In our times, in our society, it might be hard to look at the Bible verses about Lepers and understand their importance.  With the success of medicines it is rare to witness the ravages of Leprosy – that is now in the past.  We have even renamed it Hansen’s Disease.  Why? I don’t know; maybe to push the memories even further back.  So when we read these accounts of Jesus with Lepers it might be hard to feel the despair, the anguish, the horror that the people really had.  But at the same we also have a hard time in understanding the love that is witnessed by Jesus.  And it is this love that is at the focal point of this Gospel story.

We see what our relationship with God really means and how willing He is to help us.  We experience how approachable our God is and what He can do for us if we only allow him.  What we see in this Gospel should give us a profound feeling of comfort and strength.

Jesus is approached by a leper.  Jesus doesn’t approach him – He is approached.  God himself, the creator, is approached by an unclean creature.  This man knows who he is, knows what this illness means to him, he is an outcast, a no person.  He is not allowed within the community, as is pointed out in the first reading from Leviticus “He shall dwell apart, making his abode outside the camp.”  This isolation is not out of meanness or prejudice, it is out of justified fear and self-preservation; in those days leprosy could be very contagious and would mean disaster for the whole community.  In short, a diagnosis of leprosy by a priest was almost always a life sentence of isolation away from those he loves – it is as close to hell on earth that I can think of!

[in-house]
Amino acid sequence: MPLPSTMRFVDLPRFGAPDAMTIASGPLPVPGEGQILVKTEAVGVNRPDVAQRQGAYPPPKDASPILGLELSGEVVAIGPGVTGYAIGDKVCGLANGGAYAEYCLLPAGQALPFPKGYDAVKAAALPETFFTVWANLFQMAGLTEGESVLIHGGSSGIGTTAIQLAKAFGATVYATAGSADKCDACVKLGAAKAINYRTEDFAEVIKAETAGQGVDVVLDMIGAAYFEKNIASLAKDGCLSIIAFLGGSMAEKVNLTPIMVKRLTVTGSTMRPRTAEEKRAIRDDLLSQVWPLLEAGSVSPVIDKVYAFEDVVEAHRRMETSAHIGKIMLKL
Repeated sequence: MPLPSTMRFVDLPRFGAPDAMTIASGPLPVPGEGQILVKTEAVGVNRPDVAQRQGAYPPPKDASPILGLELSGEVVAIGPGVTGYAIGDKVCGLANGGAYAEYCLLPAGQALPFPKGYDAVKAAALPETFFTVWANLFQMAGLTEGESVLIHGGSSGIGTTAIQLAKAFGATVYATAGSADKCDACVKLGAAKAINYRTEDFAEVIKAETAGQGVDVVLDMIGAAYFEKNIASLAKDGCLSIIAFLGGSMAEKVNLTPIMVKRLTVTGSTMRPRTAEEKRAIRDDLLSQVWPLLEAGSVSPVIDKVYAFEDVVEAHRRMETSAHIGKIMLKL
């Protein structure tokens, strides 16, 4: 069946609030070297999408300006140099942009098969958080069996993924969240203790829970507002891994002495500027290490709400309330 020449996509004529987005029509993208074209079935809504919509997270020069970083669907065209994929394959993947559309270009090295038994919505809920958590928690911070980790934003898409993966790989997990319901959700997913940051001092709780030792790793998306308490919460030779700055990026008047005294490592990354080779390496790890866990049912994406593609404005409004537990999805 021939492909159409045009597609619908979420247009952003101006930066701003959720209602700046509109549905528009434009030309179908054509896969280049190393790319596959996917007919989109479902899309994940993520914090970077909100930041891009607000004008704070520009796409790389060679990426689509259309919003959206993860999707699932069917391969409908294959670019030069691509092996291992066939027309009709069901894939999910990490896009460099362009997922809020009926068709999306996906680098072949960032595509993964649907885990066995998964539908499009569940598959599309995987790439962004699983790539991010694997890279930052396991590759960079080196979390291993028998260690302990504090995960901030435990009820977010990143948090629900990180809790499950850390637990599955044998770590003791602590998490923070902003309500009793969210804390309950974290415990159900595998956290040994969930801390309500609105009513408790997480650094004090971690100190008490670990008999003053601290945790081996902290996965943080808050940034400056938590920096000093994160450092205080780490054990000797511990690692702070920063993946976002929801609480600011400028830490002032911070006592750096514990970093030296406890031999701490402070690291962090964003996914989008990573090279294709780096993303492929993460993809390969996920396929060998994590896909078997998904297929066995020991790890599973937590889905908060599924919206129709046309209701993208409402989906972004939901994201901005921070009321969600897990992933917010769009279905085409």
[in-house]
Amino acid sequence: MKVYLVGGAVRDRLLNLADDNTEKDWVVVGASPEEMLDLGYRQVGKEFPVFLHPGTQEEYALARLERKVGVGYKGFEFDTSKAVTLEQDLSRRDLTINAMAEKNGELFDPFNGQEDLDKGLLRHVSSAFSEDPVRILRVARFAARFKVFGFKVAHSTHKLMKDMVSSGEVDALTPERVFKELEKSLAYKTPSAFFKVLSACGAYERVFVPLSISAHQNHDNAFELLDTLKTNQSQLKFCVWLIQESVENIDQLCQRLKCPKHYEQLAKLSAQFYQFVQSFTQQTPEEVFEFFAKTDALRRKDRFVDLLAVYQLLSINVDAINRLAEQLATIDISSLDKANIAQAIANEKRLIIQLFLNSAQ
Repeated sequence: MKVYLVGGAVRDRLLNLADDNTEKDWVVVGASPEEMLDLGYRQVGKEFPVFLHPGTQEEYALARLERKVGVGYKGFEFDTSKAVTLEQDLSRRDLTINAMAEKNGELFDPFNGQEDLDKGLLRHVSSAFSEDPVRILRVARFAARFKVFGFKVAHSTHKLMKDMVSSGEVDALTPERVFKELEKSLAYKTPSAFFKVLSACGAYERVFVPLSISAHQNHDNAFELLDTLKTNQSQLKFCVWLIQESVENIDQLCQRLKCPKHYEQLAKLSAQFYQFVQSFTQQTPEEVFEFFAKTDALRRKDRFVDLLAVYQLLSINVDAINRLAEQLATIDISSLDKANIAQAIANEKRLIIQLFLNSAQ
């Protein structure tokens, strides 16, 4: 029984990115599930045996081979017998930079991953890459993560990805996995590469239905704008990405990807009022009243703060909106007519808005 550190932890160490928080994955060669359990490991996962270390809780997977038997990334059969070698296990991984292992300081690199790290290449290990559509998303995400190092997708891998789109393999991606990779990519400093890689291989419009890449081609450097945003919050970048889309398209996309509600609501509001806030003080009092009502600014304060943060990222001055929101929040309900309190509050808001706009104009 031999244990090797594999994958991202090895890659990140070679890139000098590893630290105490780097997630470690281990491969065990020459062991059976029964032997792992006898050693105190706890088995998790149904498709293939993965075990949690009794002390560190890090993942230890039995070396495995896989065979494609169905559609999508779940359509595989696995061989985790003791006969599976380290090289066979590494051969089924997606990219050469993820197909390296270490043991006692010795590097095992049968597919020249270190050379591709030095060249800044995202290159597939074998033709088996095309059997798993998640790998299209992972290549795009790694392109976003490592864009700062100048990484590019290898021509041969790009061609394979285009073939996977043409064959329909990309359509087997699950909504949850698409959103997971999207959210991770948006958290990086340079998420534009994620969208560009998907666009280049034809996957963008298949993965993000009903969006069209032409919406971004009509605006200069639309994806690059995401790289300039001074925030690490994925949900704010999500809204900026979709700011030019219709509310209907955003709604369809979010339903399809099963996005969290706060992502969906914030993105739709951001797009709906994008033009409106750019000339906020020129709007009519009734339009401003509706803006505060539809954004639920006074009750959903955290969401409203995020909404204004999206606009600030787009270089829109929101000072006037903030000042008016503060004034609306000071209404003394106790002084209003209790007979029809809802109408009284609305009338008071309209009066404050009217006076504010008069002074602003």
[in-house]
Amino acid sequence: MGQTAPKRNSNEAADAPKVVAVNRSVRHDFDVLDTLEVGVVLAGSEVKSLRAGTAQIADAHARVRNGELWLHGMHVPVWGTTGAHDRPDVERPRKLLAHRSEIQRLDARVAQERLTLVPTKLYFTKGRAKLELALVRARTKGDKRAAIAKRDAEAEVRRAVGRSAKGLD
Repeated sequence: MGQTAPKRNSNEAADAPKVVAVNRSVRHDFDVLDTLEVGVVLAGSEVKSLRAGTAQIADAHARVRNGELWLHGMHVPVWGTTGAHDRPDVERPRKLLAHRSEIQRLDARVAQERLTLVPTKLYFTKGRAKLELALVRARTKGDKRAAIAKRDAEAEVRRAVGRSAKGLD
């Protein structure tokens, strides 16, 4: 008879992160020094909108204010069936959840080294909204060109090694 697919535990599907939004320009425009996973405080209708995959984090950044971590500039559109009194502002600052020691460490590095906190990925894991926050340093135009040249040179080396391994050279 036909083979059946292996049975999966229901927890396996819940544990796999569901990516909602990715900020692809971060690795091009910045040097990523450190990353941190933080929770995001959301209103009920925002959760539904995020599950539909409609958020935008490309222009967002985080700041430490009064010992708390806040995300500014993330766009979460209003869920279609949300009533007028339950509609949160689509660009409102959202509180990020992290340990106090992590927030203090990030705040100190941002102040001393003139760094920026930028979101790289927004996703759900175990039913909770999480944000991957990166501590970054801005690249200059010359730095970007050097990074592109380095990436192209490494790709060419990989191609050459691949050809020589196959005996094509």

That a leper approached Jesus is amazing, considering what that entails.  Make no mistake; the leper not only knows that he is damned as an outcast; but he knows that he could infect those he meets, family members and friends included.  And yet this leper runs the risk of hurting others and breaking the laws of the time to meet Jesus.  Why?  Because he knows, knows that Jesus is God!  He says to Jesus “If you wish, you can make me clean.”  He doesn’t ask Jesus to ask the Father, he knows who Jesus is and what he can do!  He has faith in God!  He knows that God, if He wills it will make him clean and protect the others from his illness.  He knows that God spreads his grace to any who come and ask for it.  And Jesus, for His part, humbly wills it.  “I do will it. Be made clean.” Christ tells the leper.  No great oratory, no great verbal presentation just “I do will it. Be made clean.”  Christ then tells the now former-leper not to go about and announce what has happened, just fulfill the law of the time and go present himself to the priests.  That the leper didn’t listen to Jesus, and overcome with joy announces to the people his healing, doesn’t take away from the humble action of God.  God humbly cleaned a man who humbly asked for it.